August 13, 2020

Understanding Tableau’s IN Function

By Spencer Baucke

On 8/12/2020, Tableau released Tableau Desktop version 2020.3 that included some fun new features, including Write to Database in Tableau Prep, Export to Crosstab Button, and the IN function. There are lots of great new features in this release, but the IN function caught my eye specifically. Let’s dive deeper into understanding the IN functionality and how you can leverage this in your Tableau development.

What does IN do?

Those who are familiar with SQL are already familiar with the IN concept as it’s a common method of defining criteria for a WHERE statement. The IN function in Tableau functions similarly to SQL. See an example SQL query below:

					SELECT column_A
FROM table_B
WHERE column_A IN (value1, value2, ...);

The IN function in Tableau is used to create groupings of different values within a dimension or measure that you specify in the function criteria. The values that you specify in this IN group are essentially creating a permanent Set based upon those criteria.

IN Syntax

The explanation of the syntax to use this operation is shown in bold below.

Returns TRUE if < matches any value in <expr1>.

<expr1> can be a Set, or a lister of literal values or a combined field

Practically, the syntax is going to look like this when assigning values to groups:
					CASE [Food Dimension]
WHEN IN('Pizza','Kale','Milk',Zucchini') THEN "Favorite Foods"
WHEN IN('Ice Cream','Cake','Pudding') THEN "Dessert"

You can also define what values you want to show a measure for as well using mostly the same syntax, just with a different ending:

					CASE [Finance Dimension]
WHEN IN('Mortage','Car,'Utilities','Insurance') THEN [Expenses Measure]
WHEN IN('Paycheck','Dividend','Rental Income') THEN [Revenue Measure]

In addition to text functions, you can define criteria if they are numeric as well. Using this method you will not have quotations around the values as they are not text values. 

					CASE [Year]
WHEN IN(2016) THEN [Total Revenues]

Lastly, you can use parameter values within the IN function as well. Although this may not be a great way to define your criteria, I am simply stating that this is possible. 

					CASE [School]
WHEN IN([School Parameter]) THEN [Revenues CY]

Practical Use Case

Whether or not it’s best practice, the most commonly used instance of this new feature will assuredly be creating some sort of criteria based upon a list of text (like below). If your list of text is extremely long, then you could place your items in an Excel sheet and create a formula to put quotes around each word and commas between each word. You could then paste this into your IN syntax.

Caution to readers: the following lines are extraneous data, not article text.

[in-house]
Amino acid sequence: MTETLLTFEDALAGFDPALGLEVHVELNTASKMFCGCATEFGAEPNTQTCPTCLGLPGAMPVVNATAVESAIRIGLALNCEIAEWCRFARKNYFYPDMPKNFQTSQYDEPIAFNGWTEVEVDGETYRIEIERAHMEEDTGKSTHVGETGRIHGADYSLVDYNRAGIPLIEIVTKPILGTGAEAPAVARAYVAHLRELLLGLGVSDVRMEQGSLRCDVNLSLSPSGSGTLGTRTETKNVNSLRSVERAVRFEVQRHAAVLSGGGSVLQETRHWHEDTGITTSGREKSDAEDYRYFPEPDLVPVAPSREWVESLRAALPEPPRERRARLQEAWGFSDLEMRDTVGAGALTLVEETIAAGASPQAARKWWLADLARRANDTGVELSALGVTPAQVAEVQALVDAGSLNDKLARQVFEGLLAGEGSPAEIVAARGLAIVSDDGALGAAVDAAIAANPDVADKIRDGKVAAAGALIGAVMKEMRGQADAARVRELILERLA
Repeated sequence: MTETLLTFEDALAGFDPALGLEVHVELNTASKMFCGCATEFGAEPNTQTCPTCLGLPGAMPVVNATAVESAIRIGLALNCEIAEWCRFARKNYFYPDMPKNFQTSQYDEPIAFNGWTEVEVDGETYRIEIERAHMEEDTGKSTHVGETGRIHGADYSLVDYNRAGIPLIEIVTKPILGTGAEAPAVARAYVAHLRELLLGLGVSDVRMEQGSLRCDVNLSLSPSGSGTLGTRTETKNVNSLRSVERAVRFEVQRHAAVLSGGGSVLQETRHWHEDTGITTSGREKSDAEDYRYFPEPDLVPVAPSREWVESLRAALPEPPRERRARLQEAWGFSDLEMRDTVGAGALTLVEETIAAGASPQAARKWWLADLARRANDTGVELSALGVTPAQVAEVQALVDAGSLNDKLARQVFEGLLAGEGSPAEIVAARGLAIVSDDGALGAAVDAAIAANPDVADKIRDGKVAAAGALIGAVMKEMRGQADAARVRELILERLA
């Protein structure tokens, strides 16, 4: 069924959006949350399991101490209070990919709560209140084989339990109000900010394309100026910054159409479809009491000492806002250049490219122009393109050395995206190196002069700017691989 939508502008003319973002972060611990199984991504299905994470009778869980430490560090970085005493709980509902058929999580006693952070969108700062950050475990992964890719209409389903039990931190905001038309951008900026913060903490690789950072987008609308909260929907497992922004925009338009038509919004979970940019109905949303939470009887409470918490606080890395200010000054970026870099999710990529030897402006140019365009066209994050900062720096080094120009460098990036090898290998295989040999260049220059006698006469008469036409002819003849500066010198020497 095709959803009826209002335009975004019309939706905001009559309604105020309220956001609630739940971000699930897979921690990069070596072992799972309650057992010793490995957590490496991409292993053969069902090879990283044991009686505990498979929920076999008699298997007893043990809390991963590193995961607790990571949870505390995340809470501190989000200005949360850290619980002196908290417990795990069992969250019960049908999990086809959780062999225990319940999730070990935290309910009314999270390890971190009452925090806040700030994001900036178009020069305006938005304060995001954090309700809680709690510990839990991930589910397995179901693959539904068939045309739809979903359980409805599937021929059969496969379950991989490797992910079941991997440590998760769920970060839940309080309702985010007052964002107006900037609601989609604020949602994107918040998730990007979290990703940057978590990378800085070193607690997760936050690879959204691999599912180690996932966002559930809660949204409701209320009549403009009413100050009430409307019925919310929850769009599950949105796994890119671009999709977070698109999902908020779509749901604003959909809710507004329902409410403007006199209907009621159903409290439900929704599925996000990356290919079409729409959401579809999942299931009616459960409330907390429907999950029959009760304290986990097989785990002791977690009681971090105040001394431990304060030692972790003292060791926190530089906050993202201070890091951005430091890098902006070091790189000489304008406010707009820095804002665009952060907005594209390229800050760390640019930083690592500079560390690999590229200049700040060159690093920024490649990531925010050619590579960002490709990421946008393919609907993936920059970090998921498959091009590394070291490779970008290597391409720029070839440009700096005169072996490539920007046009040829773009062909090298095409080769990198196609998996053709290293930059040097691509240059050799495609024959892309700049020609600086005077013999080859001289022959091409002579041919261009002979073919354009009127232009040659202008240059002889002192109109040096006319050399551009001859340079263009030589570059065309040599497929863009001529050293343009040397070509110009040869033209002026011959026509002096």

\\State Regions = 
CASE [State]
WHEN IN('New York','Massachusetts','Maine') THEN "East"
WHEN IN('California','Oregon') THEN "West"

If your calculations are already structured in this way, this new function might help make some of your old formulas more understandable, both for you and anyone else who might look through your calculations (including other developers making changes). See how much easier it is to create and comprehend the formula with IN rather than the long list of OR statements.


[State]='Ohio' OR 
[State]='Iowa' OR
[State]='Indiana' THEN "Midwest"


[State]='Georgia' OR
[State]='Alabama' THEN "South"


The calculation using IN is below. Notice how much easier it is to create as well as consume. 


CASE [State]
WHEN IN('Ohio','Iowa','Indiana') THEN "Midwest"
WHEN IN('Georgia','Alabama') THEN "South"

Admittedly, when I saw the announcement of this function, I wasn’t very excited about it. I thought that everything you could do with IN you could already accomplish using Sets. I still think this is mostly true, but an advantage of instead IN instead of Sets to group data values is that in order for a dimension value to be in a Set, it has to already have occurred in your data. Let me explain what I mean.

As an example, I want to create a Set containing only states within a certain Region. I then want to use these Sets to create calculations. Let’s say I create that set, the calculation to get the region value would look like below.

					\\Set Calc = 
IF [Midwest Set] THEN "Midwest"
ELSEIF [East Set] THEN "East"
ELSE "Other Region"

The only issue using this methodology is that only states within your data set would be able to be placed in a set. Let’s say you’ve got sales orders from every state in the Midwest except for Ohio. If you created this Set, you would not be able to have this calculation automatically update once you get a sale from Ohio, BUT, if you used your WHEN IN(‘Ohio’,’Iowa’,’Indiana’,’Michigan’, etc) function it would automatically assign Midwest to your Ohio sales.

I want to caveat these examples by saying that if you’re mapping states to region, stores to group, or whatever your situation may be, the optimal solution would be to get those values in your original data set in the back end. If that’s not possible, a mapping table would also be a more efficient solution than using IN (especially given Tableau’s new Relationships). I want to reiterate that my use cases using IN are just examples and may not offer the most performant results.

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